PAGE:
Google Calendar is meant to be precisely that, a calendar. The app serves as the default way you keep up with events and appointments on a stock Android device. As a result, some users were a little miffed when the big 5.0 redesign stripped the app of its ability to display a month's worth of events on a phone's screen at once.
With 5.2, that changes.
5.1 could show a single day, three days, or a week. Read More
Have you noticed anything new when you open the primary Google Now interface? Probably - Google seems to be adding more stuff all the time, including support for integration with third-party apps. Over the last few weeks we've been getting tips about a new Calendar card, an agenda view for upcoming busy days, from a variety of Android Police readers. The rollout on this one seems particularly slow - don't be surprised if you don't see it for several weeks more. Read More
When Google updated Calendar to version 5.1 last week, it introduced a bug that hit users with an "unable to launch event" message whenever they tried to launch an APK downloaded using Chrome or the stock Android browser. Now the company has pushed out a hotfix update intended to do away with the problem.
This bug prevented some users from launching the apps they downloaded in our APK download posts, but we were able to get around this issue by rolling out a server tweak for APK Mirror. Read More
This update Wednesday is looking like a good one already. We've got a new version of Google Calendar and it's significant enough that Google provided a changelog on Google+, which is rare. There's some awesome stuff here, and you can download the APK below instead of waiting.
Some of you wanted AP 2.0 to be all Material Design and FABs and circle avatars and cards. While we can't do that, here's another 2.0 update that might quell the Material need burning within you. Google Calendar's chrome extension recently got a bump to 2.0 and it's exactly what you want it to be.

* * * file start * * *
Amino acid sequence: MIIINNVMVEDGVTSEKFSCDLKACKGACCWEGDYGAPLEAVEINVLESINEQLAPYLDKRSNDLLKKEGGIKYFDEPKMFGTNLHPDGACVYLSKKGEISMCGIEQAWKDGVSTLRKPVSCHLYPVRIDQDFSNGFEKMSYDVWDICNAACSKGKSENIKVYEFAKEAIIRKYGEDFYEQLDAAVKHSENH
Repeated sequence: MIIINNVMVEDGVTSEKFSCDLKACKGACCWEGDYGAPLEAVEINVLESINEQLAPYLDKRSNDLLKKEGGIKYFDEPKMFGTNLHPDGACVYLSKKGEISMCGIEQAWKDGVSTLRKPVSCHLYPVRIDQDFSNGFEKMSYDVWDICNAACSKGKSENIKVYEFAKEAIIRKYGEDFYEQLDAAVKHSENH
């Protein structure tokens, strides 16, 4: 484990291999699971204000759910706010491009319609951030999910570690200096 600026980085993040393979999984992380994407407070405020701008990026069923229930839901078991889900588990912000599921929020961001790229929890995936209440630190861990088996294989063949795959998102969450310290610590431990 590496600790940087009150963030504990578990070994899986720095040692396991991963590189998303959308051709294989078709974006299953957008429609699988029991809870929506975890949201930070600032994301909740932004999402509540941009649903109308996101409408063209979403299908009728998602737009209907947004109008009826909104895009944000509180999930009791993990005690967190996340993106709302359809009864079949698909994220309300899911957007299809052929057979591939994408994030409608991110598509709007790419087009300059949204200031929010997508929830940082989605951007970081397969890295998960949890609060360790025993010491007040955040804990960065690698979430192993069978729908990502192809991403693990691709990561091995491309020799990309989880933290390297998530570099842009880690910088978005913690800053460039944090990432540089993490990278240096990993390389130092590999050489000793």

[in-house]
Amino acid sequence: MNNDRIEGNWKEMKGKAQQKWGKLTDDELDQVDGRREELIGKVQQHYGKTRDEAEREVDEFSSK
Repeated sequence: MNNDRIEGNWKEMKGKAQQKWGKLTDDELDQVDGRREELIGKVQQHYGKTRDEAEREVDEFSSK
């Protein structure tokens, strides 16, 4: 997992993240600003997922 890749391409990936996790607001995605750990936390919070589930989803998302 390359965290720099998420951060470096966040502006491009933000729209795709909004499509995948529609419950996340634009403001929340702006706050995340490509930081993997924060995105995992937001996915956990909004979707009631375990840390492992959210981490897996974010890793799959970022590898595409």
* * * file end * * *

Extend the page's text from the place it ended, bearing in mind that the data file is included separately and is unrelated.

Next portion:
If you're rejoicing from the overdose of MD in Google Calendar on your Android phone, you probably shuddered every time you opened the extension on your browser and saw those archaic design elements still being used. With v2.0, the extension should look in line with your Android experience, displaying your upcoming events and making it easy to add new ones from the pages you're browsing. Read More
You can cross another one off your list—Google Calendar is getting its material design update today for Lollipop devices, according to Google. It's not just the design, though. The new version of Calendar is adding some awesome features and new layouts too. It's a big, big deal. This is usually where I tell you we have an APK for you, but we don't (it's out "in the coming weeks"). We do, however, have all the details for you to salivate over. Read More
Jewish holidays follow the Hebrew calendar, so their dates appear to move around each year. Now Google Calendar should be better able to help keep track of them. Google has rolled out the ability to select the Hebrew calendar in the web version of Google Calendar. This will enable users to see Hebrew dates alongside their usual ones. Read More
Google Calendar is one of those services that just makes sense with Glass. Upcoming meetings, appointments, and events are the type of things that, at some point, all of us have wished we could be reminded of without having to make an effort. Now there's a new Calendar Glassware available that makes this a reality, at least for people who own a pair of Glass.
The app is essentially a pinned card to the left of your homescreen. Read More
Google Calendar has been updated recently, but a quick glance at the change log only finds "Bug fixes and performance improvements." What actually happened? Not much, but what's there is a doozy - replying to calendar events from within Gmail should now be a much less tedious experience.
Now when you press Yes, Maybe, or No in an email invite, you will get a toast notification confirming your response. Read More
At this point in my life, a solid 70% of everything I've ever said resides on Google's servers somewhere. If the company were to ever close its doors, those words would be lost to history. But that's about to change. Google's rolling out the ability to easily download a copy of your Gmail and Calendar data, so you can migrate it to another service when the unthinkable - or the inevitable - happens. Read More